Tuesday, January 3, 2012

Simple Circles–Domain Model (Part 1)

This post is part of a series on building a simple to use web-based contact and customer relationship management application. The goal is to support various audiences including businesses, teams, clubs, religious organizations, etc. Thus, it is important that the domain model be flexible enough to allow various combinations of entities to be used to support these use cases. For example, in a B2B scenario the notion of a person or a household will not likely be center stage whereas businesses will be. However, a club or sports team will likely interact with individuals and possibly households but not likely with businesses.

Models

Simple Circles - Party ConceptModeling entities such as Person, Household, and Organization come to mind immediately. However, the “Party” model has existed for many years as a way to generically model the relationships between various parties. The figure to the right illustrates graphically this concept. Person, Household, and Organization are all types of parties. This approach also allows reuse of relationships such as notes, postal addresses, and communication channels across all types of parties. Rather that duplicating logic, storage mechanisms and business rules for each entity this approach follows the Don’t Repeat Yourself (DRY) principle.

Simple Circles - Party Class DiagramTransferring the conceptual model to a physical one is accomplished using inheritance as shown in the class diagram to the right. The Party class is an abstract base class containing a PartyId unique identifier and a PartyName. Person, Household, and Organization all inherit these base properties supplementing them with specific properties they contain. Notice that the base class contains relationships to Party Note, Postal Address and Channel Address as well as to Party Type. Through inheritance all child subtypes also inherit these relationships without having to explicitly code them three different times (DRY!). Using a separate Party Type allows classifying individual party instances which supports filtering the parties in lists, views, etc.

Classes

Here is the code for the Party class which realizes the class diagram shown above:
namespace Circles.DomainModel
{
  using System;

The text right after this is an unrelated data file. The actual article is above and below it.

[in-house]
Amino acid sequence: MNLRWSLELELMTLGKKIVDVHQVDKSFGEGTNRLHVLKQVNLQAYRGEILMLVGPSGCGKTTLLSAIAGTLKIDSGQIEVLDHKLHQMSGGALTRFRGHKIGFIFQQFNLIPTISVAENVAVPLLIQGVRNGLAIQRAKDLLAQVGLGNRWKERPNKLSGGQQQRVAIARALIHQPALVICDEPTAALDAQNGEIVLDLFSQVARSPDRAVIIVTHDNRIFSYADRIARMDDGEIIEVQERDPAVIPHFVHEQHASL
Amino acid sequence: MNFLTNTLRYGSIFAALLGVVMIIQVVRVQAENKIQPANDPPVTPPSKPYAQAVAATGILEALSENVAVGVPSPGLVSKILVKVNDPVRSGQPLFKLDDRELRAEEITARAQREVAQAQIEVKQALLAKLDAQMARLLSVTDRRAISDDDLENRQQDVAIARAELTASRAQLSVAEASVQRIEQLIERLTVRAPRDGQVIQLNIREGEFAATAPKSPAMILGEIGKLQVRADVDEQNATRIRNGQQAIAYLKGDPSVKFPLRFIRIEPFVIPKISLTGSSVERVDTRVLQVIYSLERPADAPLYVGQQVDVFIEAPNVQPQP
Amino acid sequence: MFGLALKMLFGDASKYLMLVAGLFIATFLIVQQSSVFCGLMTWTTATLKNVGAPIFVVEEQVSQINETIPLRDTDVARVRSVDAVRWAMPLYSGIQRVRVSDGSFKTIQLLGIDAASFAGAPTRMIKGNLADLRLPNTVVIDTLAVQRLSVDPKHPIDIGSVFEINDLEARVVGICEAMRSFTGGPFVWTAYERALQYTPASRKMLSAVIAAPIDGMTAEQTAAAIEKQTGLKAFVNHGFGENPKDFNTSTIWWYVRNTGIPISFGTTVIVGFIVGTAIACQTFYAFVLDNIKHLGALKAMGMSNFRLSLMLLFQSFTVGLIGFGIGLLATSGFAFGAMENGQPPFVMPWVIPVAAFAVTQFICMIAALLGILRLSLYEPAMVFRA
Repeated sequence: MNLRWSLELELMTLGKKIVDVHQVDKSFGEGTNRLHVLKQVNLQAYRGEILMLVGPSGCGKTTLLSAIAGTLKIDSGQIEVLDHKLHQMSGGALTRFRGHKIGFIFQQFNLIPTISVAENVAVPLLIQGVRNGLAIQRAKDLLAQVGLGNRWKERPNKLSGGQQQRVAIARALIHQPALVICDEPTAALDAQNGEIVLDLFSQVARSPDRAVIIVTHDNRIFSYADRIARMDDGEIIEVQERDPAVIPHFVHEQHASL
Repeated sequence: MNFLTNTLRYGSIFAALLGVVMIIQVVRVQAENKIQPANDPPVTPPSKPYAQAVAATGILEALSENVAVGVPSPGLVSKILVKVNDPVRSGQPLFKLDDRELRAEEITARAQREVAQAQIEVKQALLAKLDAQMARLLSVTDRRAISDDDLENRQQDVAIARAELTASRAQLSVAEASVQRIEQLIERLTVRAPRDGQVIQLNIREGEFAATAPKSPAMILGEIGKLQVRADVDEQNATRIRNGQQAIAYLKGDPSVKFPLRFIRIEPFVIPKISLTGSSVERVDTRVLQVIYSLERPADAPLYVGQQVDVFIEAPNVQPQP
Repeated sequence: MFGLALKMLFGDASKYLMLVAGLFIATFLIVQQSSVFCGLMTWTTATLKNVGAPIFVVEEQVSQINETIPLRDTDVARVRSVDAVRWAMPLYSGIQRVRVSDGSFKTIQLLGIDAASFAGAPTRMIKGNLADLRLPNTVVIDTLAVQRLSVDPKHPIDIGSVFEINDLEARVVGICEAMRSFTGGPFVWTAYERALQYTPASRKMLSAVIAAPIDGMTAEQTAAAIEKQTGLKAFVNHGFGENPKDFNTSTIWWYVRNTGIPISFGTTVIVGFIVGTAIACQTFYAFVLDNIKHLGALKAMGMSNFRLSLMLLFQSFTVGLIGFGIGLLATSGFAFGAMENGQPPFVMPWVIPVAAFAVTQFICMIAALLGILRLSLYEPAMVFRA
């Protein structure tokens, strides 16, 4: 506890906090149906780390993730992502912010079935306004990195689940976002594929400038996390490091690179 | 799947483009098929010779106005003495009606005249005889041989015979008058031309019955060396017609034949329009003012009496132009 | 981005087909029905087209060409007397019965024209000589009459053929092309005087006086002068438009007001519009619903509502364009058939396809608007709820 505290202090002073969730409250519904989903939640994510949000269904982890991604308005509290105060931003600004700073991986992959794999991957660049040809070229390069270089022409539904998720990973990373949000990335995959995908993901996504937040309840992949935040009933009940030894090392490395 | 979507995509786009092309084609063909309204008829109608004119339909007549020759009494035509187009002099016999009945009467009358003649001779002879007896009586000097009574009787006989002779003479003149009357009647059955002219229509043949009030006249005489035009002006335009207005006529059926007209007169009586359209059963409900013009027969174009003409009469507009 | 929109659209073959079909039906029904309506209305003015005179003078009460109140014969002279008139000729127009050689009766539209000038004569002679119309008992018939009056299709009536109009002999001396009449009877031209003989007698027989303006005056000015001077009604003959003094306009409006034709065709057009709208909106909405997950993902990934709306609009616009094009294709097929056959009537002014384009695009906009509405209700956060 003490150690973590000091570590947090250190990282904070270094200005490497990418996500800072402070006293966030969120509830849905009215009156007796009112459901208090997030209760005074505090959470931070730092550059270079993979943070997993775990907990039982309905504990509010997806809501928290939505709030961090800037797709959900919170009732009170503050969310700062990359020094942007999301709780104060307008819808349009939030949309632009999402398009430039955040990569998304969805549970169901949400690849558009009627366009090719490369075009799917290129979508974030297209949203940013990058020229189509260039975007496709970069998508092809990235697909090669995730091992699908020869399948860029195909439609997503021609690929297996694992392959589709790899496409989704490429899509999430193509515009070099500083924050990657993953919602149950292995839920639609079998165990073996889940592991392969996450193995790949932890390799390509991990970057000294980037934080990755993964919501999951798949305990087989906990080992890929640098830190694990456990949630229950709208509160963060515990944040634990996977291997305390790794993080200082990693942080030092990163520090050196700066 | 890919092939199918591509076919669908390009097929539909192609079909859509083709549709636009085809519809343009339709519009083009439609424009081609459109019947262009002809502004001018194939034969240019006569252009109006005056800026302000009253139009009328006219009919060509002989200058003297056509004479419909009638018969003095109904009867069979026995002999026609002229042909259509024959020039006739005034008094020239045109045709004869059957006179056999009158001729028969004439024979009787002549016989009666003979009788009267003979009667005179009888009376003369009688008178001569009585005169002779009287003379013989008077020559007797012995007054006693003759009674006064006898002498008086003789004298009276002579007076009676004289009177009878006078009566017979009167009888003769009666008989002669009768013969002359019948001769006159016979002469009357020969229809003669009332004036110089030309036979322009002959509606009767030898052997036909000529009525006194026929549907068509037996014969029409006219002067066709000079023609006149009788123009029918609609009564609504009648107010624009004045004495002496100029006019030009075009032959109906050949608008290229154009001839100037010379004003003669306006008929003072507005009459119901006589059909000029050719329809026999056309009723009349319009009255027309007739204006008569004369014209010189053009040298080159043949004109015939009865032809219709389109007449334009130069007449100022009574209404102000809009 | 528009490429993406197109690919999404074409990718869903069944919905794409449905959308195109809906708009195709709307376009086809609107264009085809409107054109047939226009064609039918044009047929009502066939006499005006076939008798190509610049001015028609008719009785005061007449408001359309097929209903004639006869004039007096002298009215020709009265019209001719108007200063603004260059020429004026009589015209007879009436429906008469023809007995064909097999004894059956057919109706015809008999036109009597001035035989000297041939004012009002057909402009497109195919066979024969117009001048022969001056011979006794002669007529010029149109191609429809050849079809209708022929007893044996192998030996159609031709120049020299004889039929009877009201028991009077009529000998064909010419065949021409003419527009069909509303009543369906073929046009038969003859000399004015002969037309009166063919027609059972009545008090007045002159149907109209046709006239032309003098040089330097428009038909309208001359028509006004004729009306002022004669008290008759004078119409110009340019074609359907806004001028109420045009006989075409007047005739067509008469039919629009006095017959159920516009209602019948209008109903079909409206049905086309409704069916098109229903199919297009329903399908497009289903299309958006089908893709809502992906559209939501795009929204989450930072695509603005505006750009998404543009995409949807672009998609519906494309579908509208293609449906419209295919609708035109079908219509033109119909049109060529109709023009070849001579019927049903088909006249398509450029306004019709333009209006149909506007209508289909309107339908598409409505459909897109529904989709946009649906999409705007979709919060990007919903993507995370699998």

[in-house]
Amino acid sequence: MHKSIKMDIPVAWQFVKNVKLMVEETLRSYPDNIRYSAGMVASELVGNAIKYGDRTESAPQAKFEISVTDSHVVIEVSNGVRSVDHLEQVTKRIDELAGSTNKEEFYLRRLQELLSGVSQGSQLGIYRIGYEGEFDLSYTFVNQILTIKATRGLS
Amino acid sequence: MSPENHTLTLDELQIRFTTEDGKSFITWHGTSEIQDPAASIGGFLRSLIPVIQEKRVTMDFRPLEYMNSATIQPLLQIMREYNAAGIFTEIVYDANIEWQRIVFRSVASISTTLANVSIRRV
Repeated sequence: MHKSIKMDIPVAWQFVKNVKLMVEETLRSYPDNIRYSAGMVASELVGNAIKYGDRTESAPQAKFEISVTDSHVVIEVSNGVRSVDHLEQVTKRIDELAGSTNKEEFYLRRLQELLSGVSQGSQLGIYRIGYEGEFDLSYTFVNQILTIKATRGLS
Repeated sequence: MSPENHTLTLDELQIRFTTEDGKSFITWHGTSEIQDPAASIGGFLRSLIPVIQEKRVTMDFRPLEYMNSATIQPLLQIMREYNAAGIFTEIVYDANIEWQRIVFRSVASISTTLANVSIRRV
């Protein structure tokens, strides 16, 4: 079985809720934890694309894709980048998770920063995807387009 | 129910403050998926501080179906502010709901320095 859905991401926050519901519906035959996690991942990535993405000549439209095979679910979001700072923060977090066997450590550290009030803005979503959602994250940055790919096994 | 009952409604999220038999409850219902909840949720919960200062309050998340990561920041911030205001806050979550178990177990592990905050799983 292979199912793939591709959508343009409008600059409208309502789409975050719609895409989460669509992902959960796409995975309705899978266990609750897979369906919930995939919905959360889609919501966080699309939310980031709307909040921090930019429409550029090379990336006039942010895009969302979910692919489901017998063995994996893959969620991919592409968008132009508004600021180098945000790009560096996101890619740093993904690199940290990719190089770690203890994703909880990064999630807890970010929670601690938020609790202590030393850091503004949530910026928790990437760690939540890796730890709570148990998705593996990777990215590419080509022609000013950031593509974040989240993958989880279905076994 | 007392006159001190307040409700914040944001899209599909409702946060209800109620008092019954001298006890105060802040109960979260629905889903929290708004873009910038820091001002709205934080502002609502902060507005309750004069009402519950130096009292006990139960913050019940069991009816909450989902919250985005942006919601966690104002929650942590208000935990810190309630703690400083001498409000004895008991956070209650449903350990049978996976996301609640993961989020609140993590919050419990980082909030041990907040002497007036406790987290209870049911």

using System.Collections.Generic;

  /// <summary>
  /// An abstract class representing any 'Party' that can be interacted with.
  /// </summary>
  public abstract class Party
  {
    private ISet<ChannelAddress> channelAddresses = new HashSet<ChannelAddress>();
    private ISet<PartyNote> notes = new HashSet<PartyNote>();
    private ISet<PostalAddress> postalAddresses = new HashSet<PostalAddress>();

    /// <summary>
    /// Gets or sets the unique identifier of the Party instance.
    /// </summary>
    public Guid PartyId { get; set; }

    /// <summary>
    /// Gets or sets the name of the Party instance.
    /// </summary>
    public virtual string PartyName { get; set; }

    /// <summary>
    /// Gets or sets the PartyType of the Party instance.
    /// </summary>
    public virtual PartyType PartyType { get; set; }

    /// <summary>
    /// Gets or sets the Notes associated with the Party instance.
    /// </summary>
    public ISet<ChannelAddress> ChannelAddresses
    {
      get { return this.channelAddresses; }
      set { this.channelAddresses = value; }
    }

    /// <summary>
    /// Gets or sets the Notes associated with the Party instance.
    /// </summary>
    public ISet<PartyNote> Notes
    {
      get { return this.notes; }
      set { this.notes = value; }
    }

    /// <summary>
    /// Gets or sets the Notes associated with the Party instance.
    /// </summary>
    public ISet<PostalAddress> PostalAddresses
    {
      get { return this.postalAddresses; }
      set { this.postalAddresses = value; }
    }
  }
}

Note that this is not the “finished product” but rather an early version along the way. Future articles will refine this further.

The source code for this article can be downloaded from here.

Next we’ll look at persistence of this model.

No comments:

Post a Comment